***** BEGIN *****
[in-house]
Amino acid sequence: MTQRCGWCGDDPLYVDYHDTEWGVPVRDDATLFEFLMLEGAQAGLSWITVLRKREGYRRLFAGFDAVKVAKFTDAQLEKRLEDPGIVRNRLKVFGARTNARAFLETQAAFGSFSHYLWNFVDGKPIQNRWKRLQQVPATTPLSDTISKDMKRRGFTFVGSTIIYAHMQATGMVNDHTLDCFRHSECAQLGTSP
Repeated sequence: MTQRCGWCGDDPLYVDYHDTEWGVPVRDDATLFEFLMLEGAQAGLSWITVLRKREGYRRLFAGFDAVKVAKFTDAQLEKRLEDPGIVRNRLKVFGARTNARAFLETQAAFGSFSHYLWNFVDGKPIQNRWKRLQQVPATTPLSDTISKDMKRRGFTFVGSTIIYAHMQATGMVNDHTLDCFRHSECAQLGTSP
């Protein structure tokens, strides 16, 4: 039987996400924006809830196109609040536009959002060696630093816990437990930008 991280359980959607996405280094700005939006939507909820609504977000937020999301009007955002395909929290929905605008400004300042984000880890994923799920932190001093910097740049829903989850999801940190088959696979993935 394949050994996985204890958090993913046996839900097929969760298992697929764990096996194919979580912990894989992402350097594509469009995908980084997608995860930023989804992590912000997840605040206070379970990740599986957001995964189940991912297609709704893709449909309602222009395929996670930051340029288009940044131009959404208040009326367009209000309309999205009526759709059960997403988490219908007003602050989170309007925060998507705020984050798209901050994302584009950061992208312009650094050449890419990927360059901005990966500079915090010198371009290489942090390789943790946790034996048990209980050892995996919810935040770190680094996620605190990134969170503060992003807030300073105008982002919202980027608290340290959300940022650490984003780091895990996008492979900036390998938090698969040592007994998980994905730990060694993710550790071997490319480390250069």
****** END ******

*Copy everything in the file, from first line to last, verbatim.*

[in-house]
Amino acid sequence: MTQRCGWCGDDPLYVDYHDTEWGVPVRDDATLFEFLMLEGAQAGLSWITVLRKREGYRRLFAGFDAVKVAKFTDAQLEKRLEDPGIVRNRLKVFGARTNARAFLETQAAFGSFSHYLWNFVDGKPIQNRWKRLQQVPATTPLSDTISKDMKRRGFTFVGSTIIYAHMQATGMVNDHTLDCFRHSECAQLGTSP
Repeated sequence: MTQRCGWCGDDPLYVDYHDTEWGVPVRDDATLFEFLMLEGAQAGLSWITVLRKREGYRRLFAGFDAVKVAKFTDAQLEKRLEDPGIVRNRLKVFGARTNARAFLETQAAFGSFSHYLWNFVDGKPIQNRWKRLQQVPATTPLSDTISKDMKRRGFTFVGSTIIYAHMQATGMVNDHTLDCFRHSECAQLGTSP
């Protein structure tokens, strides 16, 4: 039987996400924006809830196109609040536009959002060696630093816990437990930008 991280359980959607996405280094700005939006939507909820609504977000937020999301009007955002395909929290929905605008400004300042984000880890994923799920932190001093910097740049829903989850999801940190088959696979993935 394949050994996985204890958090993913046996839900097929969760298992697929764990096996194919979580912990894989992402350097594509469009995908980084997608995860930023989804992590912000997840605040206070379970990740599986957001995964189940991912297609709704893709449909309602222009395929996670930051340029288009940044131009959404208040009326367009209000309309999205009526759709059960997403988490219908007003602050989170309007925060998507705020984050798209901050994302584009950061992208312009650094050449890419990927360059901005990966500079915090010198371009290489942090390789943790946790034996048990209980050892995996919810935040770190680094996620605190990134969170503060992003807030300073105008982002919202980027608290340290959300940022650490984003780091895990996008492979900036390998938090698969040592007994998980994905730990060694993710550790071997490319480390250069």